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The entire Lake Zurich community was invited to attend the two performances free of charge. Donations were being accepted instead of a ticket fee, with all proceeds going to the Michael Lynch Memorial Foundation, which provides grants to help children of firefighters and other victims of the 9/11 terrorist attacks to afford higher education.

“The 1 p.m. show was just packed,” said LZHS choir director, Nick Juknelis. “We had people standing.”

The second show at 3:30 p.m. brought in around 500 people.

“We anticipated a big turnout,” said Juknelis.

Among the 13 songs performed, the concert began with The Star-Spangled Banner sung by 200 choir students and accompanied by 50 wind ensemble students.

During the song Armed Forces — The Pride of America!, Juknelis asked members from each branch of the armed forces to stand, followed by a round of applause from the audience.

The concert touched on four parts: our troops; our fallen; our cities; and our spirit.

Juknelis shared his memories of 9/11 with the audience.

“I was in grad school at the University of Iowa watching the Today Show and I shut the television off to go to class and a minute later the world changed forever,” said Juknelis.

He also talked about how the students at LZHS were too young to remember the 9/11 events and don’t know what’s it like to greet someone at the gate at the airport or to keep your shoes on while walking through security at the airport.

“It is my job as an educator to teach my students how 9/11 changed the United States,” Juknelis explained.

“I was 6 years old and in the first grade when 9/11 happened,” said LZHS junior Jake Gadomski, a member of Bare Voices and the concert choir. “Mr. Juknelis has really talked about how America has changed because of 9/11 and I think it’s made us stronger.”

LZHS Principal Kim Kolze shared her brother-in-law Jack’s experience with 9/11. Jack was living in New York City during the tragedy.

In a letter, Jack talked about seeing the plane crashing into the Twin Towers on TV and instantly thinking of his dear friend who worked in tower seven.

“I was watching the television and witnessing people getting killed,” said Jack.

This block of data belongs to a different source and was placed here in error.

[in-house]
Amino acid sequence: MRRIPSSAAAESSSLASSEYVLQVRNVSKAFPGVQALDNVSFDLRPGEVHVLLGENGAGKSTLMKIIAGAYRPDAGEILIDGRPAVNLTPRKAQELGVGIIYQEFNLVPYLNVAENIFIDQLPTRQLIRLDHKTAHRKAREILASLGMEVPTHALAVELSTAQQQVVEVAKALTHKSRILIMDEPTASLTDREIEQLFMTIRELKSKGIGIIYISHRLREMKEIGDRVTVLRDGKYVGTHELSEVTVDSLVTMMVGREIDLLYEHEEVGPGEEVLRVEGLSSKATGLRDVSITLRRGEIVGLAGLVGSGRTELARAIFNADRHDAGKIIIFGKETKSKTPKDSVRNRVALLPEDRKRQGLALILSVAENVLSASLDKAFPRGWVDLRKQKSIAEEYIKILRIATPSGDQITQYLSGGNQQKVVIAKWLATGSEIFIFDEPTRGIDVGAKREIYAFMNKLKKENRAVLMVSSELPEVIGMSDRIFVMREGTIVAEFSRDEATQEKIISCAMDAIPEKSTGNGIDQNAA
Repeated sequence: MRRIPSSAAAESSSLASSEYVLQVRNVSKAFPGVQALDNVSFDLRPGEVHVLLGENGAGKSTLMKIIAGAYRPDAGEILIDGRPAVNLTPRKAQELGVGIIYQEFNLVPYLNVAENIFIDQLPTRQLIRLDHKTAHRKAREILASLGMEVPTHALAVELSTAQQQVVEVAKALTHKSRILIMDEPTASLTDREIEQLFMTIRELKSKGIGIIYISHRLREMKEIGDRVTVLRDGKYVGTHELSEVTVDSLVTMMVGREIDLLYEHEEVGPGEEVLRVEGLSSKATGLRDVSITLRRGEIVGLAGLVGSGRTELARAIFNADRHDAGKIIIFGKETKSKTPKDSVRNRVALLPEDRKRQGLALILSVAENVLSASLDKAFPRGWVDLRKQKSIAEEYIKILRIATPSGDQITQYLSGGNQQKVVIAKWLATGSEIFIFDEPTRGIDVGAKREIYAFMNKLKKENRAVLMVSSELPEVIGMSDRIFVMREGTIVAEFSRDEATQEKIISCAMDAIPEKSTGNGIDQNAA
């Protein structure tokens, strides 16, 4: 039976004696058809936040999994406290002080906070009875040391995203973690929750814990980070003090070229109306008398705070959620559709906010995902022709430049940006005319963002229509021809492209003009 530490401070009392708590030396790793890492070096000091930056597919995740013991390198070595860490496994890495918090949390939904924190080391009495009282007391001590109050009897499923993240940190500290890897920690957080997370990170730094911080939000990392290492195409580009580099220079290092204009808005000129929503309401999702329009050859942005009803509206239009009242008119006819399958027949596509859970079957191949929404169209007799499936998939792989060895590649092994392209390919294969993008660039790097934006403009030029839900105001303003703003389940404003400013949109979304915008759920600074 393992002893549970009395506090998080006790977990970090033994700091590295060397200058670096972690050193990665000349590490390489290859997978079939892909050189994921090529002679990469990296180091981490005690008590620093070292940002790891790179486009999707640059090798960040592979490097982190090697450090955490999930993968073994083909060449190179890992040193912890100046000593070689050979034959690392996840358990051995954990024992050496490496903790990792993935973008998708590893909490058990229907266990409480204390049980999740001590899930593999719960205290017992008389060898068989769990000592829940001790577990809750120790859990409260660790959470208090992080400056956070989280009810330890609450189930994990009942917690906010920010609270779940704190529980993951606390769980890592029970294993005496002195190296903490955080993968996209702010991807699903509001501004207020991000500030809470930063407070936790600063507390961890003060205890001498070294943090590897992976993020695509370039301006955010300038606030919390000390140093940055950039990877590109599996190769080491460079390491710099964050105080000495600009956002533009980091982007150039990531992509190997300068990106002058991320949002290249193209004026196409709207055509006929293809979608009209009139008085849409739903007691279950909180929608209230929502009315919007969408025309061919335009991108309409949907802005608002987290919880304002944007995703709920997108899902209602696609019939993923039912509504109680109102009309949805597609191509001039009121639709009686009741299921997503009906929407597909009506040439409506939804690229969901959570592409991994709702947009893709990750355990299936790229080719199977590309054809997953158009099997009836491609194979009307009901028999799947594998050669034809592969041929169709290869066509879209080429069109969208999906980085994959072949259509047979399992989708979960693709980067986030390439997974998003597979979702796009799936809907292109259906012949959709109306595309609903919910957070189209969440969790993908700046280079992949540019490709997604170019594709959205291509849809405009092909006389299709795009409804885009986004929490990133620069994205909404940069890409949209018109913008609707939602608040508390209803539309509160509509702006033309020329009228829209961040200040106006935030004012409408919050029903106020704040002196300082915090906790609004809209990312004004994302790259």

Jack’s friend survived the tragedy. He recounted what he saw being right there, watching people jumping from the burning towers.

“Nothing ever phases New York City, but 9/11 did,” said Kolze.

Broadway singer Jan Horvath made a guest appearance and sang Barren Field and Immigrant’s Anthem from her album.

Horvath has performed in the Broadway productions Phantom of the Opera, The Threepenny Opera, Sweet Charity, Oliver, Stardust and Cats.

She also shared her memories of 9/11. Horvath was scheduled to attend an event in San Francisco on 9/11 and asked her manager to book her a flight on United out of Newark.

“He was insistent I take Jet Blue out of JFK because it was less expensive,” explained Horvath.

The next day, she turned on the television in her hotel room in San Francisco and “everything had already happened,” she said. “My city had been attacked.”

She talked about the United plane that crashed in Pennsylvania that left out of Newark en route to San Francisco.

“I could have been buried in that field in Pennsylvania, too,” said Horvath.

The 75-minute program concluded with the song America. An American flag came down behind the choir and images of 9/11 and Americana — such as President Lincoln, George Washington, Mount Rushmore and immigrants — flashed on a large screen in the theater. Portions of speeches from John F. Kennedy and Martin Luther King, Jr.,  were played. Juknelis encouraged everyone to sing along and in unison with the loud bang of the cymbals. Red, white and blue confetti fell everywhere.

“The concert was just excellent,” said John Malcolm, Mount Prospect Fire Department fire chief and LZHS parent. “It was a nice way to remember and honor 9/11.”

Red, white and blue carnations were sold in the lobby of the Performing Arts Center. Other items for sale, with proceeds going to the Michael Lynch Memorial Foundation, included: Jan Horvath’s CD; artwork from Rino Li Causi, Horvath's husband; and red, white and blue slushes from .